The day of our visit happened to be an open house day for prospective students.  This had both good and bad points-- unfortunately, we were not given the individual attention or "hands on" aspects that I had hoped.  But, on the plus side we sat in on some briefings that gave the students a nice overview of what marine science studies were all about, with oceanography, marine biology, marine geology and geophysics being the key components.

We were shown a lab with tanks where various experiments were on-going

One of the professors giving an overview of the marine biology and oceanography parts of the program

Exhibits in the labs

Images of Westport, County Mayo Ireland

 Westport House, built in 1650 by the Browne family, had its heritage traced to Grace O'Malley, pirate queen of Connaught.  In the mid 1950s the house and grounds came close to being sold (and likely torn down) but the younger generation of the family decided to save it.  Since then the house has been open to tourists and family have expanded the grounds to commercialism by creating parks.

The grounds of the Westport House

Westport House

Westport House dining room

Kids' room

Cute restaurant, near the entrance to the Westport House

My hotel in Westport, formally a ware house

On the Westport House estate

Westport House estate

Wednesday, September 5, 2012

I found our swan's cousins

While walking around the gorgeous Westport House I came across this scene:

Croagh Patrick

This sacred mountain, only 5 miles from Westport- County Mayo, in Irish means (Saint) Patrick stack and locally is known as the Reek.  It is only 2500 feet in elevation.

St. Patrick supposedly fasted for 40 days on top of the mountain in the 5th century.  On the last Sunday of July ("Reek Sunday") each year there is a pilgrimage of people from all over the world who climb the mountain, some in bare feet, others on their knees.  In 2006, for example, over 15,000 people climbed the mountain on that Sunday.

Ronan and I planned to climb it, but unfortunately on that Saturday afternoon we had a bit of rain that would have made the hike somewhat unpleasant.  I did take a few pictures of the mountain while I was in Westport from different vantage points.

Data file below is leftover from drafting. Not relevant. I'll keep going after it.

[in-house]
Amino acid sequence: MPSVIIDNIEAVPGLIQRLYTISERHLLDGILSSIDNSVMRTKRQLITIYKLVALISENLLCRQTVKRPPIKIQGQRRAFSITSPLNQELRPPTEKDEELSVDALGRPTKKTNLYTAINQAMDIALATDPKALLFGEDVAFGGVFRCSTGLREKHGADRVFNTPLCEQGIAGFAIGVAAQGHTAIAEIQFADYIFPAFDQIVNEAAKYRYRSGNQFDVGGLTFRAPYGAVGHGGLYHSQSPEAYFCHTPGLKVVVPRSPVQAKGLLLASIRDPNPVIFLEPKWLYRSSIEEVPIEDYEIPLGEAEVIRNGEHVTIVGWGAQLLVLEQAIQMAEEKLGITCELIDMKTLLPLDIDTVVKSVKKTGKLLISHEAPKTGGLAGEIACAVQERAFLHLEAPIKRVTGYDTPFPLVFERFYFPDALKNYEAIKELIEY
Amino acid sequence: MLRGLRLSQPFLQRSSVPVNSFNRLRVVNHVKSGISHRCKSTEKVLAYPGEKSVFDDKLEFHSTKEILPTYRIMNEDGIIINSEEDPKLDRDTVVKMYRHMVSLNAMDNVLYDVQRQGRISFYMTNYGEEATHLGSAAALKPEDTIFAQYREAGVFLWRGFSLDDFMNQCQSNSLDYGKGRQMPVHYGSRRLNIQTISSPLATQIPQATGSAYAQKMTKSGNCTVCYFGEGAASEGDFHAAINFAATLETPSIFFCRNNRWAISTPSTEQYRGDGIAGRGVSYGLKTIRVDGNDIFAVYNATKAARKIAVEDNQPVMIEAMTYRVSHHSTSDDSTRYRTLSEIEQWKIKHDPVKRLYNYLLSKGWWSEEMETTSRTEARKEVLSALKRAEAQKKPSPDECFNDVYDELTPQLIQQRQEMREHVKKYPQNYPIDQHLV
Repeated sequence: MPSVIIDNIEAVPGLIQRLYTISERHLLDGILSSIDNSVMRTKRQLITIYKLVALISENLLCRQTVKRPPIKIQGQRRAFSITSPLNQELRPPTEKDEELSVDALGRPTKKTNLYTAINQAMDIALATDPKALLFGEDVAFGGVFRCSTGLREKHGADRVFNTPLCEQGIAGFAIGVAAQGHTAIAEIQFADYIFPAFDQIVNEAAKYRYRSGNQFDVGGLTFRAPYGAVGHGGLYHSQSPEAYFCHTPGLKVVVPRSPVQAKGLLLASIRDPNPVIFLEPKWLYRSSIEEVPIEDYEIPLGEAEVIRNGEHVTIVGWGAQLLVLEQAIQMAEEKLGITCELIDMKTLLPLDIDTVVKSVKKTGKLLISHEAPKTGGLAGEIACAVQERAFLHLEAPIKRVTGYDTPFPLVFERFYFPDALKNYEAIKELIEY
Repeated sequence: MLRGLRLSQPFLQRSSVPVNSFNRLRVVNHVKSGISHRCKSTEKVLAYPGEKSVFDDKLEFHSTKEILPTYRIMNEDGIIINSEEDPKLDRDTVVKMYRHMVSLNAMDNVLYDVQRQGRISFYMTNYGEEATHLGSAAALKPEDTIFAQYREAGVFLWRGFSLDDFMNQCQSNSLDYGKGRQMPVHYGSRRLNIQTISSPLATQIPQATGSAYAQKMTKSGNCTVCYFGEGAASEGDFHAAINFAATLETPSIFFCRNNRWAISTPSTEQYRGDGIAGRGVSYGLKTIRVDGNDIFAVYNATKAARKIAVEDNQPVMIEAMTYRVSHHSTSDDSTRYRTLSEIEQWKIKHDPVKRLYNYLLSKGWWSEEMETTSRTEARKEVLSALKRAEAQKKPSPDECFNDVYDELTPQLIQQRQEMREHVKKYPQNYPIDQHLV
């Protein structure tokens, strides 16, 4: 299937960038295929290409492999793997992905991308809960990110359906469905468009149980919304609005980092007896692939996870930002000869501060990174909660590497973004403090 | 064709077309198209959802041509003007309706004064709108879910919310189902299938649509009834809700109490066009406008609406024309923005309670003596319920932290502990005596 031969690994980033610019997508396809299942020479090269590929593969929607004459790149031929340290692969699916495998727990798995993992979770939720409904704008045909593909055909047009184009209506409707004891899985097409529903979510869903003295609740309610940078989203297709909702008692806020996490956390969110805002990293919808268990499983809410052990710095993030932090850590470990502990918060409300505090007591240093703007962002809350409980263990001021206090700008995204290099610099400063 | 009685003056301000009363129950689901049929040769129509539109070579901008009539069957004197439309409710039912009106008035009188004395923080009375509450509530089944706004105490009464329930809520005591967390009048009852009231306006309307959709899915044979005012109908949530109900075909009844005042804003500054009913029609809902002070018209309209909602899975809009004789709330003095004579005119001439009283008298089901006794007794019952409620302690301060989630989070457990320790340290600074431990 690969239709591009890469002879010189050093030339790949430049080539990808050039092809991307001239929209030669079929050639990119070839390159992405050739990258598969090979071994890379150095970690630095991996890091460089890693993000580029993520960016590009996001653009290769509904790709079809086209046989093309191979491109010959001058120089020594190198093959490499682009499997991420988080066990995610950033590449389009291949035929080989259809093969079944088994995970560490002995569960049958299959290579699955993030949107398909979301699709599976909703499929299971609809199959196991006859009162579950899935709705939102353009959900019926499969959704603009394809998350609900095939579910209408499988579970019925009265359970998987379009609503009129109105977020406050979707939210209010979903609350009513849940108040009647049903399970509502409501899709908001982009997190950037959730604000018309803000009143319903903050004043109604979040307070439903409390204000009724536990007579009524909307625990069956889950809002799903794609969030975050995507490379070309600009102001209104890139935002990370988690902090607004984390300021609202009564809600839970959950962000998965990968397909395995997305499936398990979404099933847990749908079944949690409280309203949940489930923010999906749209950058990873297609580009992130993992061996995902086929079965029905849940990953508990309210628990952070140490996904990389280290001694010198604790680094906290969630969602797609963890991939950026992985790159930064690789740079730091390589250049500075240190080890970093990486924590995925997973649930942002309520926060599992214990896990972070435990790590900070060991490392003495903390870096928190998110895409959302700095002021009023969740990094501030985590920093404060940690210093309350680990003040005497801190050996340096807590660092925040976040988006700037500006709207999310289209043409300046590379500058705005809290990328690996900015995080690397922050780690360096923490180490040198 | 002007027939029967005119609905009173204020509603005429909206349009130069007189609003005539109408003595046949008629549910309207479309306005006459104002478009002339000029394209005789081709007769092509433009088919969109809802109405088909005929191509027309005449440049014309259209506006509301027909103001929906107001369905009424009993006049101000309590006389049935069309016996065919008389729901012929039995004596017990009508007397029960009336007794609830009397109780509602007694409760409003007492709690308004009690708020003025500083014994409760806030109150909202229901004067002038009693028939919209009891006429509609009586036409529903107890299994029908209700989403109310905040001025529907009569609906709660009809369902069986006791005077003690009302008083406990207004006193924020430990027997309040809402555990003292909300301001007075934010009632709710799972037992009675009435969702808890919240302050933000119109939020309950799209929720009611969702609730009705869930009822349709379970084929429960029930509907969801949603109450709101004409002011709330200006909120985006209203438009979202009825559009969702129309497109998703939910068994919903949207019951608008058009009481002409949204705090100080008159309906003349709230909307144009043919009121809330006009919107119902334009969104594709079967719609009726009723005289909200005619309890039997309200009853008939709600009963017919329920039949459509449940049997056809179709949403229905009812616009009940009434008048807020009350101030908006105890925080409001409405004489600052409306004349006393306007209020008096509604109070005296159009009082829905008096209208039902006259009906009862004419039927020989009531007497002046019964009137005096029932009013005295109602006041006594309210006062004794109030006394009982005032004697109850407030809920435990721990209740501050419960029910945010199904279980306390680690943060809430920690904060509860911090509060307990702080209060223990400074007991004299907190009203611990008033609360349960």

Croagh Patrick seen from Westport
Croagh Patrick viewed from the grounds of Westport House

Tuesday, September 4, 2012

Irish Potato Famine

From 1845-52 Ireland was ravaged by the potato blight-- over 1 million people died and 2 million people (together about 25% of the total population) emigrated to North America and Australia.  Clearly the country was devastated and this tragic time of its history has had a continuing impact on Ireland, even today.  While traveling in the northwest part of Ireland I passed by that part of the country hardest hit.  There are two national memorials to this part of its history:
Memorial to those who died during the Irish Potato famine.  This memorial has a dedication written by Archbishop Desmond Tutu

This is a memorial to those who died on board the ships taking the Irish emigrants overseas...the "coffin ships"

Kylemore Abbey

On my first day in Ireland (Friday 31 Aug) my friend Ronan Long met me and after spending an hour at an EU fishery workshop (quite interesting) and having lunch at his university with a geographer colleague of his off we went heading north to his home in Westport.

Along the way we stopped in the Connemara National Park to visit the Kylemore Abbey:

Kylemore Abbey

The Abbey was first constructed as a castle by Mitchell Henry in 1867.  When, in 1874, he and his wife Margaret traveled to Egypt for vacation she fell ill and died from dysentery.  He then built a gothic church on the grounds as a memorial chapel for her.

Gothic church
Henry died in 1910 and his ashes were brought back to the Church and laid next to his wife. The castle and church were sold to the Duke and Duchess of Manchester in 1903.  In 1920 the property was purchased by Nuns of the Order of St. Benedict who had fled from Ypres, Flanders in 1914 during WWI-- they turned the property into an international boarding school for girls.  The school graduated its last students in 2010 and the abbey, church and immense gardens are now a tourist site.  The nuns still remain on the property where they continue their daily prayer and run the farm and make handcrafted products.